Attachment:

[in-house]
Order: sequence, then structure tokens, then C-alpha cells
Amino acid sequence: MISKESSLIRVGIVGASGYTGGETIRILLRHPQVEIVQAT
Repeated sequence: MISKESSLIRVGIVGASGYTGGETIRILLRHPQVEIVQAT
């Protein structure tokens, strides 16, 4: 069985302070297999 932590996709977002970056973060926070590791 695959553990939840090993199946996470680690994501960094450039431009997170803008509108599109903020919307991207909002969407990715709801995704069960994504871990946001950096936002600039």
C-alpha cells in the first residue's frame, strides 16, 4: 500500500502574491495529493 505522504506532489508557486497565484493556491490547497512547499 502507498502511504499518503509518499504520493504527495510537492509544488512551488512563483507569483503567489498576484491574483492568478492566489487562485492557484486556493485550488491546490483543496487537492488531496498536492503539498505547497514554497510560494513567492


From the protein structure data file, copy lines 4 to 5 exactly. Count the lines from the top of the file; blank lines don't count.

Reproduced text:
Repeated sequence: MISKESSLIRVGIVGASGYTGGETIRILLRHPQVEIVQAT
């Protein structure tokens, strides 16, 4: 069985302070297999 932590996709977002970056973060926070590791 695959553990939840090993199946996470680690994501960094450039431009997170803008509108599109903020919307991207909002969407990715709801995704069960994504871990946001950096936002600039």